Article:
ECONOMIC development and commercial interests have been put ahead of the health of the Rangitaiki River, according to Maanu Paul.
Representing the Mataatua District Maori Council, Mr Paul presented his submission to the Waitangi Tribunal hearing at Maungarongo Marae in Ohope last week.
In the submission, Mr Paul said Maori had never ceded their authority over water and, as a result, their “customary rights are still extant”.
Mr Paul said, however, despite this, successive governments over the years had introduced legislation that had a detrimental impact on Maori’s water interests.
He said it was government legislation that had allowed the Tarawera River to be turned from “a crystal-clear, and cherished body of water, black”.
Mr Paul said economic development and private commercial interests were put ahead of the health of the Rangitaiki River with the installation of the Matahina Dam and three hydro-electric schemes.
“Again, our experience has been that private commercial interests and development have overridden the health of our river, and our customary rights and interests in water.
Mr Paul said he did not believe bodies like the Rangitaiki River Forum were an adequate form of “co-management”.
“I would expect co-management to include, at the very least, decisions such as the issuing of resource consents, not merely the writing up of a document, if at all, which only needs to be recognised and provided for.
“It is not, to my mind, management of our water. It would be more fitting to call it an advisory committee.”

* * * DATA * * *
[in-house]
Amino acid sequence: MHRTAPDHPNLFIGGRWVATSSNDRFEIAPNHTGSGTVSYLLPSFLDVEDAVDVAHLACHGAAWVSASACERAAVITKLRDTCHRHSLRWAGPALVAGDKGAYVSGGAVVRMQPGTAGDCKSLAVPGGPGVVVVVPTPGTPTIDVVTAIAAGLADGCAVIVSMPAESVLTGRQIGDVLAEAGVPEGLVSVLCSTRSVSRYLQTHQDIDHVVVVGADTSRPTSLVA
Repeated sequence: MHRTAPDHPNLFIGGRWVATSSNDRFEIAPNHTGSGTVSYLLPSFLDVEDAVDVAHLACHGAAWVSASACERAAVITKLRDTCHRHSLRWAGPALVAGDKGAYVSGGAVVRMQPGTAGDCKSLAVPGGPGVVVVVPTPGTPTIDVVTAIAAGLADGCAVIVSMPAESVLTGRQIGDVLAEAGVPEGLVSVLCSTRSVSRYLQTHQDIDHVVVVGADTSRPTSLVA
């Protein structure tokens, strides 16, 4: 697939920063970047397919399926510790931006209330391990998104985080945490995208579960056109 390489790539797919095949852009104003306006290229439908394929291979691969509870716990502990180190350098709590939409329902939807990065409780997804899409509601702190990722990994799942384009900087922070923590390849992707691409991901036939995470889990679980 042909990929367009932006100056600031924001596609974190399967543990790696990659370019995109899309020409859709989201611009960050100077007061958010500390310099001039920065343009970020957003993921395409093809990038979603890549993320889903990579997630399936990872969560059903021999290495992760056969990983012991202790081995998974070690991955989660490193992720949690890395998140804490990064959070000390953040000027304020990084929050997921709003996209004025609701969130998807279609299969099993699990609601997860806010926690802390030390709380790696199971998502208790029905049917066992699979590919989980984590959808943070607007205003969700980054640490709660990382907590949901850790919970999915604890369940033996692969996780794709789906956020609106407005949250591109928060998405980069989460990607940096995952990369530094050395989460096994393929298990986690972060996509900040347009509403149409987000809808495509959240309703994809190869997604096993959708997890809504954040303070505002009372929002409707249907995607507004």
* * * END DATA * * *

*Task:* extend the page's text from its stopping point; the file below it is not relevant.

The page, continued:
Lawyer Moana Jackson told the panel, led by Chief Judge Wilson Isaac, that he believed the Crown had breached the Treaty of Waitangi.
He said the proposed reforms to the Resource Management Act were potentially also a breach of the Treaty.
“Te Tiriti does not grant the Crown any authority, neither kawanatanga nor tino rangatanga, over Maori resources and people. Rather … the parties agreed to a relationship: one in which they and Hobson were to be equal – equal while having different roles and different spheres of influence.
“In essence, rangatira retained their authority over their hapu and territories, while Hobson was given authority to control Pakeha.”
Maori activist Titewhai Harawira made her submission as the Tamaki Makaurau District Maori Council chairwoman. She said they did not accept the freshwater management regime was consistent with the Treaty.
“The water belongs to us and we have our own tikanga (laws) to manage it. We would do a lot better job at looking after our [water] than this Crown has done – that’s for sure.”
The hearing was part of the second stage of a Treaty of Waitangi claim into freshwater.
In March 2012, the Waitangi Tribunal granted an application for an urgent hearing into two claims about Maori proprietary rights in freshwater bodies and geothermal resources.
The first claim relates to the Crown’s policy to privatise four state-owned power companies without first protecting or providing for Maori rights in water resources and the second is about the Government’s resource management reforms.
Stage one of the hearings began in July 2012 and the tribunal found there was a nexus between the asset to be transferred and the Maori claim to rights in the water used by the state-owned companies sufficient to require a halt if the sale would put the issue of rights recognition and remedy beyond the Crown’s ability to deliver.